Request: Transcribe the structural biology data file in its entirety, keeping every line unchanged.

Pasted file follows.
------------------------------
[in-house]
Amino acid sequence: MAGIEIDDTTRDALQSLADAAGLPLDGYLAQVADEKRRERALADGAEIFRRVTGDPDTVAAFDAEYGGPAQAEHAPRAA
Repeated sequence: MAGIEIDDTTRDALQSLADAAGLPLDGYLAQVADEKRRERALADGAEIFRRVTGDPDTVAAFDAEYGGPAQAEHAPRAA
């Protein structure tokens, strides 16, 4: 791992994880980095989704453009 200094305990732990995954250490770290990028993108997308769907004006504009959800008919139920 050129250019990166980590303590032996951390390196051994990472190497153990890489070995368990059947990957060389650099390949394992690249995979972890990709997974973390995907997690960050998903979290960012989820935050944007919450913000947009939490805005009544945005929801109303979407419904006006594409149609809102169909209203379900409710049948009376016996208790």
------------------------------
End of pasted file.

[in-house]
Amino acid sequence: MAGIEIDDTTRDALQSLADAAGLPLDGYLAQVADEKRRERALADGAEIFRRVTGDPDTVAAFDAEYGGPAQAEHAPRAA
Repeated sequence: MAGIEIDDTTRDALQSLADAAGLPLDGYLAQVADEKRRERALADGAEIFRRVTGDPDTVAAFDAEYGGPAQAEHAPRAA
């Protein structure tokens, strides 16, 4: 791992994880980095989704453009 200094305990732990995954250490770290990028993108997308769907004006504009959800008919139920 050129250019990166980590303590032996951390390196051994990472190497153990890489070995368990059947990957060389650099390949394992690249995979972890990709997974973390995907997690960050998903979290960012989820935050944007919450913000947009939490805005009544945005929801109303979407419904006006594409149609809102169909209203379900409710049948009376016996208790």